Posted 30th mayo 2024

Silver Price Forecast – June 2024

Key Takeaways

  • Silver has surged to above $32/toz – a level not seen since late 2012.
  • Demand drivers set to be given a further boost by China’s refocused industrial policy. 
  • The silver market is expected to remain in significant deficit for the third year running in 2024.

Silver Breaches $32/toz to an 11-Year High

Silver outshone gold in April and did so again in May, surging to a more than 11-year-high at $32/toz. At time of writing, silver is on course to post its best monthly return since July 2020, supported by burgeoning industrial demand and relatively limited supply.

Global Growth and Silver Demand Forecast Remains Strong

The cyclical industrial demand drivers for silver remain very much intact, with the physical silver market still set to be in deficit for the fourth year running this year, even assuming lacklustre investment demand. Barring the US, incoming economic growth data is still exceeding raised expectations, albeit by a smaller margin than a month ago. For the US itself, it is generally felt that the most recent run of soft data is largely an aberration which partly justifies the Fed’s hesitancy to cut rates. 

Moreover, the OECD has recently raised its global growth forecasts for both 2024 and 2025, thanks in no small part to a better-than-expected performance from the US economy. Meanwhile, US GDP nowcasting, such as that published by the Atlanta Fed, suggests that the real US growth is currently running at a healthy 3.5%. The IMF also weighed in in recent days to increase its growth forecast for China. Overall, the global growth forecast remains highly supportive of silver.

China’s Industrial Pivot Now in Focus

While solid global economic growth is certainly welcome news for silver investors, it is nevertheless difficult to attribute the recent price surge to this relatively incremental progress, even if that impact is magnified by the deficit in silver’s supply/demand balance. It has also been suggested that part of the move is due to some normalisation of the gold/silver ratio – in effect, silver is ‘catching up’ to gold. However, this too is far from convincing given that at 73, this ratio is now at the lower end of the 62 to 123 range seen over the last 10 years.

This is also unconfirmed by investor activity in venues such as COMEX, which still suggests relatively weak investment demand for silver. 

A more fundamental catalyst for recent silver repricing may be due to the ongoing pivot in Chinese economic policy that is now crystalizing ahead of the Chinese Communist Party’s central committee’s Third Plenum (meeting) in July. Public statements by senior Chinese leadership, including President Xi, suggest that this gathering will formalize a refocus of Chinese industrial policy which will put even greater emphasis on areas where China is already in a leading position, such as clean energy, electric vehicles, and battery technology, but to extend this to areas such as semiconductors, computing, artificial intelligence, and robotics.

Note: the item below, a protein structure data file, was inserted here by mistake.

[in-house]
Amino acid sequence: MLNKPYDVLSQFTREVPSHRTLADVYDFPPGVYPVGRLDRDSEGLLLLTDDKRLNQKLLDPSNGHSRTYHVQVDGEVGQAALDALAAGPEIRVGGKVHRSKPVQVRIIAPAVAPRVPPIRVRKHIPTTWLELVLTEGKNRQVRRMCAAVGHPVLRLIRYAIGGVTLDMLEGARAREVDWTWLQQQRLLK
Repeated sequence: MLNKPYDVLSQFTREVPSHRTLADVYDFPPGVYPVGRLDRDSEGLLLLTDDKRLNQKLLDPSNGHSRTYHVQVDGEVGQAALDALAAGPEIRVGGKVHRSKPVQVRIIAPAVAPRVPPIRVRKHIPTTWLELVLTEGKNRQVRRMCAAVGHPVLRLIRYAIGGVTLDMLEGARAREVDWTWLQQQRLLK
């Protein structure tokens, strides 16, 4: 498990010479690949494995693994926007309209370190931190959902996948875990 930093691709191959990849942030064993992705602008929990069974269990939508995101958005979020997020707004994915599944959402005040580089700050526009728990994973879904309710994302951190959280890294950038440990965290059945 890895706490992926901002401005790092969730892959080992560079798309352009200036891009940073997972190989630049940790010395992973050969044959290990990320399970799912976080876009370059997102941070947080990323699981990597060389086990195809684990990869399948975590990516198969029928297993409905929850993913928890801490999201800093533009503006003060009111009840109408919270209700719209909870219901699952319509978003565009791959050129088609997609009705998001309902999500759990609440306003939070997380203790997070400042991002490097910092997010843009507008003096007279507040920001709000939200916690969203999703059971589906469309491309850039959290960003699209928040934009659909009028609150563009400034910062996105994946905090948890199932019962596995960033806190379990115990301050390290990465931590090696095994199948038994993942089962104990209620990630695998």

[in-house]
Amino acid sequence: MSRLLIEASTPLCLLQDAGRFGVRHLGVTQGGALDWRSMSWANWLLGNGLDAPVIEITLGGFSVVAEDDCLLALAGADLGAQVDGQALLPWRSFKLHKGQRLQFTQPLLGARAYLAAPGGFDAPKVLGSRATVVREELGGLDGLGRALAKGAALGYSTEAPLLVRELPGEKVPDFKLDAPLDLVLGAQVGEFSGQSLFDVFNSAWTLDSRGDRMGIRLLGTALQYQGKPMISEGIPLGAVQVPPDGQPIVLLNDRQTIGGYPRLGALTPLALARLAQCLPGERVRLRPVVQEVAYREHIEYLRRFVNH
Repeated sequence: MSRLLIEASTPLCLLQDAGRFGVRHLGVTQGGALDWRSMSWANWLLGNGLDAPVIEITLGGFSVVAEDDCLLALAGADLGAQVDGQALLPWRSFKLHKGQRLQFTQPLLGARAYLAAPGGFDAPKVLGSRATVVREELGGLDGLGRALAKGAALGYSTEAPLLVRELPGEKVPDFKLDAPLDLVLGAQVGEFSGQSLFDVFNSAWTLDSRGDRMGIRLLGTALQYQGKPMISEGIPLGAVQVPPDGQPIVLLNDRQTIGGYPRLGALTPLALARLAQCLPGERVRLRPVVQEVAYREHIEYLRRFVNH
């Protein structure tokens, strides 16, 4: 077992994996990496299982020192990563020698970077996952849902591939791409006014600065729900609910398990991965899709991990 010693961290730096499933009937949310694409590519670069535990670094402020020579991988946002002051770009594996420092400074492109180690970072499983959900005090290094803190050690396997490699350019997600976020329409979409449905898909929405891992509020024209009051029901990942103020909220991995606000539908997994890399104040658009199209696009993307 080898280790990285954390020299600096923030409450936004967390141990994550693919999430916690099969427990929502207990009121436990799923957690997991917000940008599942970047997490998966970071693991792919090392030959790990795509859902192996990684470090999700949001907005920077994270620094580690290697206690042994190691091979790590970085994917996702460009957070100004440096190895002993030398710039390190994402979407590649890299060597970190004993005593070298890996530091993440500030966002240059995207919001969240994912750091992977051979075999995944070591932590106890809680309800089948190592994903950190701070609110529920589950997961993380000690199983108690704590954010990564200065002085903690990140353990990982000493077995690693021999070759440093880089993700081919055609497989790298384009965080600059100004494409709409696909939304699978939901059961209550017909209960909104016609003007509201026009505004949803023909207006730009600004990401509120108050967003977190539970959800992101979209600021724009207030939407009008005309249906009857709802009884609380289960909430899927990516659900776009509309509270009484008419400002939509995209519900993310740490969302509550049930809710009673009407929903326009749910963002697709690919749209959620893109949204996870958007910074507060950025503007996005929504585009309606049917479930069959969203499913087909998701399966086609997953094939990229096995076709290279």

Most, if not all, of these areas imply an even greater secular consumption of silver going forward. 

Technical Analysis

Initial resistance is indicated around the most recent high at $32/toz and over the longer term at $34.6/toz. Support is indicated at the current 20-day Simple moving average of $30.0/toz and the break from the previous high at $29.8/toz. Additional support is offered at the $26.3/toz level. 

Key Drivers in June

Key data points that will impact silver’s technical position going forward include the China Caixin PMI and US Manufacturing PMI on 3 June, US Non-Farm Payrolls on 7 June, the Fed rate decision, updates to economic forecasts and ‘dot plot’ – together with US inflation data, all on 12 June and China Industrial Production on 17 June.

Mike is a market strategist and media commentator with 30 years of experience analysing precious metals markets.   He developed his expertise working as an investment banker in emerging markets such as South Africa, Russia and Chile. His focus on precious metals was extended through subsequent work within private wealth management and his own research consultancy.   During this time, he covered the gold, silver, platinum and palladium markets.

This publication is for informational purposes only and is not intended to be a solicitation, offering or recommendation of any security, commodity, derivative, investment management service or advisory service and is not commodity trading advice. This publication does not intend to provide investment, tax or legal advice on either a general or specific basis.

Read our Editorial Guidelines here.